Fred Korematsu’s daughter Karen, who now runs a civil liberties institute in her father’s name, had filed a friend of the court briefing against the Trumps unconstitutional travel ban, and argued in a Washington Post op-ed last December that the policy “just as unfair” as the Japanese internment executive order her father unjustifiably suffered from.

“Korematsu is a reminder that while we may sometimes be afraid during times of crisis, fear should not prevail over our fundamental freedoms.,” she wrote at the time.

June 12, 1995 in Adarand Constructors, Inc. v. Pena (No. 93-1841)
GINSBURG, J., Dissenting Opinion

The statutes and regulations at issue, as the Court indicates, were adopted by the political branches in response to an “unfortunate reality”: “[t]he unhappy persistence of both the practice and the lingering effects of racial discrimination against minority groups in this country.” Ante at ___ (lead opinion). The United States suffers from those lingering effects because, for most of our Nation’s history, the idea that “we are just one race,” ante at ___ (SCALIA, J., concurring in part and concurring in judgment), was not embraced. For generations, our lawmakers and judges were unprepared to say that there is in this land no superior race, no race inferior to any other. In Plessy v. Ferguson, 163 U.S. 537 (1896), not only did this Court endorse the oppressive practice of race segregation, but even Justice Harlan, the advocate of a “color-blind” Constitution, stated:
The white race deems itself to be the dominant race in this country. And so it is, in prestige, in achievements, in education, in wealth and in power. So, I doubt not, it will continue to be for all time, if it remains true to its great heritage and holds fast to the principles of constitutional liberty.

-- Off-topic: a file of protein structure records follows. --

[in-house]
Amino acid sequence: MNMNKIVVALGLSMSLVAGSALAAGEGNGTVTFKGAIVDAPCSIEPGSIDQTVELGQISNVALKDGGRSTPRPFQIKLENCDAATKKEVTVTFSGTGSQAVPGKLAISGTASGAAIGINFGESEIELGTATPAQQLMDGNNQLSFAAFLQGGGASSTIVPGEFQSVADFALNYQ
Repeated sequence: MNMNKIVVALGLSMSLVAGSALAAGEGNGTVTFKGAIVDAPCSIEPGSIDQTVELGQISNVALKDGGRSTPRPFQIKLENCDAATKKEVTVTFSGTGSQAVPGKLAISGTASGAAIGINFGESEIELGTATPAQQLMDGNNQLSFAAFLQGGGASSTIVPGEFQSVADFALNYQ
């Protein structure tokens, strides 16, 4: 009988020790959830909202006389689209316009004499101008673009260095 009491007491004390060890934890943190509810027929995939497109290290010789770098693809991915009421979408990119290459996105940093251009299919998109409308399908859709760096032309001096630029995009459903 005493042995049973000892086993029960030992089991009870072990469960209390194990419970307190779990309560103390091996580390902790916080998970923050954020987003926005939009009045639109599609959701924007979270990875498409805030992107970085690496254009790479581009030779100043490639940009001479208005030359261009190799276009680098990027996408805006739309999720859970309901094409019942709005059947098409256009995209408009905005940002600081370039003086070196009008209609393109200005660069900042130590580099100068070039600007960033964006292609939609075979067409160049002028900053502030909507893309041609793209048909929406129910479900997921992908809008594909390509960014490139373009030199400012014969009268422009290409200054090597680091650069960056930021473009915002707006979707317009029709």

The lead opinion uses one term, “strict scrutiny,” to describe the standard of judicial review for all governmental classifications by race. Ante at ___. But that opinion’s elaboration strongly suggests that the strict standard announced is indeed “fatal” for classifications burdening groups that have suffered discrimination in our society. That seems to me, and, I believe, to the Court, the enduring lesson one should draw from Korematsu v. United States, 323 U.S. 214 (1944); for in that case, scrutiny the Court described as “most rigid,” id. at 216, nonetheless yielded a pass for an odious, gravely injurious racial classification. See ante at ___ (lead opinion). A Korematsu-type classification, as I read the opinions in this case, will never again survive scrutiny: such a classification, history and precedent instruct, properly ranks as prohibited.

Scalia said in a speech that it was wrong but warned that it could happen again. “In times of war, the laws fall silent,” he said.
In the majority opinion Tuesday, Roberts quoted from Supreme Court Justice Robert Jackson’s famous dissent in Korematsu.
Jackson, who later served as a chief prosecutor for the U.S. in the Nuremberg trials of Nazi war criminals, argued that the majority decision upholding internment would set a bad precedent.
He noted that a military order would eventually lapse, but a judicial opinion would validate racial discrimination by creating new principles to justify it.

It is hard for some to swallow the evidence presented to them and some still choose to ignore the actual facts. Some would rather embrace fear than to believe those entrusted with limited power would commit evil against them, which even their own founding fathers witnessed and studied in history in order to place mandated restraints against those who would dare repeat such unlawful acts. It would be good for any society to acknowledge that there will be those who would take advantage of an individual, not for the better for that individual that fears but for his/her own personal benefits.